Agrajag: Beginnings

One day I met this amazing person in the blogosphere named Robyn.  We decided to have a conversation.

Hi Robyn,

I think it’s a veg-out-to-music kind of evening.  This is the only downside to cyber friends…we can’t veg out together.  I mean I could stare at this e-mail and then pretend you were staring at your e-mail, but I feel like it wouldn’t quite be the same. lol  I am sorry I can’t provide you with much stimulation today.   I did come up with an interesting thought yesterday about racism though.  I have recently been very interested in the way in which the nature of racism can change in a society from the blatant to the more subtle.  I am not sure if I can decide which one is worse.  I’m glad people in white sheets aren’t going around anymore and hanging black people from trees and burning churches, but that tends to be the easier thing to stand up to…the obvious thing that you can point to and say…”Hey that action is wrong”.

But racism is more than those things.

Comforts of privilege often go unnoticed and cause a lot of damage to those being oppressed.  It’s easy to prove the racism when there are bruises and cuts, but when you make a person believe that they are less than they actually are and that this is just normal in society, a true change towards equality becomes more difficult.  When institutions like criminal justice, education, health care, have inherent racism built in, maybe it’s a greater crime. It’s harder in these situations to point a finger of blame and harder to know exactly who the victim is. I don’t know, I think I have to develop it in my mind a bit more.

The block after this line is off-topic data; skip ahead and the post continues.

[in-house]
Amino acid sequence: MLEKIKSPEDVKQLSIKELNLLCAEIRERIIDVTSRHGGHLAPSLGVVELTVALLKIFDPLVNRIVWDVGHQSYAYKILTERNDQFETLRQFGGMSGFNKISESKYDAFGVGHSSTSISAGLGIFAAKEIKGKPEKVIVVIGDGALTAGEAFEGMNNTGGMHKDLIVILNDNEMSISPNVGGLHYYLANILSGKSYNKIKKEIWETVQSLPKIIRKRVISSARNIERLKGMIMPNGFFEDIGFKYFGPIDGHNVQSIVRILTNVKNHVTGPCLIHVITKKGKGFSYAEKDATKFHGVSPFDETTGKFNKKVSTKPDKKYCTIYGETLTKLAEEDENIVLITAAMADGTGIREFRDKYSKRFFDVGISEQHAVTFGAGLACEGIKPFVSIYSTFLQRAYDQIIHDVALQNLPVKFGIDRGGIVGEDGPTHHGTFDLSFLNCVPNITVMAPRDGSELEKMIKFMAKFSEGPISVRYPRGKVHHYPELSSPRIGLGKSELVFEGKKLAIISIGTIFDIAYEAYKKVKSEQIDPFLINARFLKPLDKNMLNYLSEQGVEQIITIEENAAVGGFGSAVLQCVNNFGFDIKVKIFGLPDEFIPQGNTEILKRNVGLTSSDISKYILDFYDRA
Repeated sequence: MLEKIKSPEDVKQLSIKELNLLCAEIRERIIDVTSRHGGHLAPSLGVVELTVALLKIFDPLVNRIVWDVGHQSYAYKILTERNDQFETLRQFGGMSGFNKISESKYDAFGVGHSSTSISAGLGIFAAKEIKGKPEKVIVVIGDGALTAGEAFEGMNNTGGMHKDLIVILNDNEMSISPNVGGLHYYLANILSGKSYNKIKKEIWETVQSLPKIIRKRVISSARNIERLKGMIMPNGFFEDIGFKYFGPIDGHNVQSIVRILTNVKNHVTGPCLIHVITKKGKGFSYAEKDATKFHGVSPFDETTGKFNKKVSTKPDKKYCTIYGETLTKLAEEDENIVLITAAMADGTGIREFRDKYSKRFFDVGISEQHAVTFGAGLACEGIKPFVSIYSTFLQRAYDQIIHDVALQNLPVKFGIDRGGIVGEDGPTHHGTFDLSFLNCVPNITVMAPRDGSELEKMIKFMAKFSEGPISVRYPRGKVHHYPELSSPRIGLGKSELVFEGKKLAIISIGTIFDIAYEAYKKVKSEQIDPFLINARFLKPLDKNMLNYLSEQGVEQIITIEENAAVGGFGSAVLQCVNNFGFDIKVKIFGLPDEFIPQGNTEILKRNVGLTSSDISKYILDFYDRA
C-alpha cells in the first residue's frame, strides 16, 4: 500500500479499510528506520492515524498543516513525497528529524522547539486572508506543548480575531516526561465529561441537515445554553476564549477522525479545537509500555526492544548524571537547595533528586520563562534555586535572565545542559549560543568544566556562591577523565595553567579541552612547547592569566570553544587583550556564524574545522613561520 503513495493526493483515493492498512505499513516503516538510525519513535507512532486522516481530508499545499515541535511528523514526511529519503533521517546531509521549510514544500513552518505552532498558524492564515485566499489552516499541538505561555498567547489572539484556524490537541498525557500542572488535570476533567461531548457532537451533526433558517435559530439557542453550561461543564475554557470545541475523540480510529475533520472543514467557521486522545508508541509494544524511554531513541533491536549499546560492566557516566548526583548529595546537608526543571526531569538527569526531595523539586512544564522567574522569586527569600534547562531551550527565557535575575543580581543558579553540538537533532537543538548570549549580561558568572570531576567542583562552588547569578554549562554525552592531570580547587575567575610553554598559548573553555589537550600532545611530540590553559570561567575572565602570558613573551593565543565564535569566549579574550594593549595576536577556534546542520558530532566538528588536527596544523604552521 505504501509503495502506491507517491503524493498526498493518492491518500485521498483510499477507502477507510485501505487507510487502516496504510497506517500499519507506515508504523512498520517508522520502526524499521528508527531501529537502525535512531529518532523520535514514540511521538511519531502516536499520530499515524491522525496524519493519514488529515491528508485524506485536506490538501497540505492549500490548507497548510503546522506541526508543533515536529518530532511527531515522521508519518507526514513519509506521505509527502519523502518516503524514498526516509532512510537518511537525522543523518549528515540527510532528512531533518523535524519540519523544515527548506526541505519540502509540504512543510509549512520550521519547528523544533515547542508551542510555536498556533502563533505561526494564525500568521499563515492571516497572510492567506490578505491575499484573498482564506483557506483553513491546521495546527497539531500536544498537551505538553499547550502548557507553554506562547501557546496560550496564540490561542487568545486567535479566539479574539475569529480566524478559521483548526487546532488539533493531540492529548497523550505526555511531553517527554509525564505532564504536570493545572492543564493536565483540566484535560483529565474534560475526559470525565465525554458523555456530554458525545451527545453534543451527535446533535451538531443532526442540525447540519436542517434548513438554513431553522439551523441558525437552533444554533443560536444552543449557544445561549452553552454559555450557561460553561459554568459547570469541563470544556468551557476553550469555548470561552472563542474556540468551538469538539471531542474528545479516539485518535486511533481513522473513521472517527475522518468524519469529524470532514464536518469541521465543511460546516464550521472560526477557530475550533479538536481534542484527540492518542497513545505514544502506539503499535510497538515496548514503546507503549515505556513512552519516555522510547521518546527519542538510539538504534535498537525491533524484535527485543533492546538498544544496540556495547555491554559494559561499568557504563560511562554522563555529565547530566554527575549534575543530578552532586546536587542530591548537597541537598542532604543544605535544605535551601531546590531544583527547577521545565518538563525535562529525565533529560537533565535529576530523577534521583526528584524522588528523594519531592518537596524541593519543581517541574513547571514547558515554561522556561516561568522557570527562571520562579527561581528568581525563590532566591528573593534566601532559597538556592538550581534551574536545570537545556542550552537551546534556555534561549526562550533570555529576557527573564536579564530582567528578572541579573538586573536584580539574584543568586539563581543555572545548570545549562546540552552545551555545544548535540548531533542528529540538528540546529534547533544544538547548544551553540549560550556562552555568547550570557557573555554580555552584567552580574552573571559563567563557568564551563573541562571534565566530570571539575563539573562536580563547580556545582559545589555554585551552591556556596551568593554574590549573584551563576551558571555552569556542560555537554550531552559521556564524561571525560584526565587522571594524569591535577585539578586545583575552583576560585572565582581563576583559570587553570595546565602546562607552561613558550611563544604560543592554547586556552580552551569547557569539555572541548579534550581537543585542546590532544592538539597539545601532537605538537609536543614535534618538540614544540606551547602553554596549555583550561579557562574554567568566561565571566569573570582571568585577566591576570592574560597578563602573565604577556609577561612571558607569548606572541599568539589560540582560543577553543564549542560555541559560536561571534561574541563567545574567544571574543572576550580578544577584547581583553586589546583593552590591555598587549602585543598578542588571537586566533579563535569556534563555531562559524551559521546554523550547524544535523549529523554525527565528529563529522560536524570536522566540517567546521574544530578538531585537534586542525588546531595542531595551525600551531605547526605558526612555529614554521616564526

I even sort of came up with this analogy of racism in times past being fought by the foot soldiers who were obvious and easier to spot, but that the real problem was their generals who were the strategists who made entire institutions in society racist and these people are hidden.  They are the ones who don’t fight, who don’t take up arms, but prey on weak and desperate minds to do the dirty work for them.  They no longer can incite men into action because it is no longer acceptable, but their institutions of racism are still well maintained…always watching and waiting.  I know sounds a bit too sinister.  I’m not sure I fully believe in sinister, but I’m just trying to wrap my head around it all.  I think in some ways it’s the same in regards to gender oppression as well.

3 thoughts on “Agrajag: Beginnings

  1. Pingback: Agrajag: Out with the isms | Jambo Robyn

  2. Pingback: Agrajag: Change is the only constant | Jambo Robyn

Leave a Reply

Fill in your details below or click an icon to log in: Logo

You are commenting using your account. Log Out /  Change )

Facebook photo

You are commenting using your Facebook account. Log Out /  Change )

Connecting to %s